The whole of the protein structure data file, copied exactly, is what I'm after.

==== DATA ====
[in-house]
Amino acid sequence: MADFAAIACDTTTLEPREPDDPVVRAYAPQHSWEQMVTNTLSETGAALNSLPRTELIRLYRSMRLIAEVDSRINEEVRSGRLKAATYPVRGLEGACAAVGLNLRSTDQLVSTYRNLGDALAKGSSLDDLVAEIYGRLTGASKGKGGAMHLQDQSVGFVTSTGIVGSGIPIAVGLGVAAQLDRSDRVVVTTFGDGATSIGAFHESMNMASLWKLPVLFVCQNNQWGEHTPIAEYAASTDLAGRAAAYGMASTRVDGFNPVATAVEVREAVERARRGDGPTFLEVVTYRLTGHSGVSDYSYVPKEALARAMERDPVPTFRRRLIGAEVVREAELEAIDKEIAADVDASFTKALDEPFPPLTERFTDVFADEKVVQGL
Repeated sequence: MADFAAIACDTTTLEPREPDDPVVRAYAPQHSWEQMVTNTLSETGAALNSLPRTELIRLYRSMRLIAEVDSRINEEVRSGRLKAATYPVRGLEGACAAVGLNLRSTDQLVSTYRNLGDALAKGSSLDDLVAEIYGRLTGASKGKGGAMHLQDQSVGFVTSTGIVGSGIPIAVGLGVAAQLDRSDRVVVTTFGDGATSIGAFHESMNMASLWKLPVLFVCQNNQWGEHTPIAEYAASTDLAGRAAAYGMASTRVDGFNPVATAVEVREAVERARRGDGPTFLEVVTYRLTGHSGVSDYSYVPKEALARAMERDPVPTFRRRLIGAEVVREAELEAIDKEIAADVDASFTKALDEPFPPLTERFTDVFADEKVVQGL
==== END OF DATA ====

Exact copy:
[in-house]
Amino acid sequence: MADFAAIACDTTTLEPREPDDPVVRAYAPQHSWEQMVTNTLSETGAALNSLPRTELIRLYRSMRLIAEVDSRINEEVRSGRLKAATYPVRGLEGACAAVGLNLRSTDQLVSTYRNLGDALAKGSSLDDLVAEIYGRLTGASKGKGGAMHLQDQSVGFVTSTGIVGSGIPIAVGLGVAAQLDRSDRVVVTTFGDGATSIGAFHESMNMASLWKLPVLFVCQNNQWGEHTPIAEYAASTDLAGRAAAYGMASTRVDGFNPVATAVEVREAVERARRGDGPTFLEVVTYRLTGHSGVSDYSYVPKEALARAMERDPVPTFRRRLIGAEVVREAELEAIDKEIAADVDASFTKALDEPFPPLTERFTDVFADEKVVQGL
Repeated sequence: MADFAAIACDTTTLEPREPDDPVVRAYAPQHSWEQMVTNTLSETGAALNSLPRTELIRLYRSMRLIAEVDSRINEEVRSGRLKAATYPVRGLEGACAAVGLNLRSTDQLVSTYRNLGDALAKGSSLDDLVAEIYGRLTGASKGKGGAMHLQDQSVGFVTSTGIVGSGIPIAVGLGVAAQLDRSDRVVVTTFGDGATSIGAFHESMNMASLWKLPVLFVCQNNQWGEHTPIAEYAASTDLAGRAAAYGMASTRVDGFNPVATAVEVREAVERARRGDGPTFLEVVTYRLTGHSGVSDYSYVPKEALARAMERDPVPTFRRRLIGAEVVREAELEAIDKEIAADVDASFTKALDEPFPPLTERFTDVFADEKVVQGL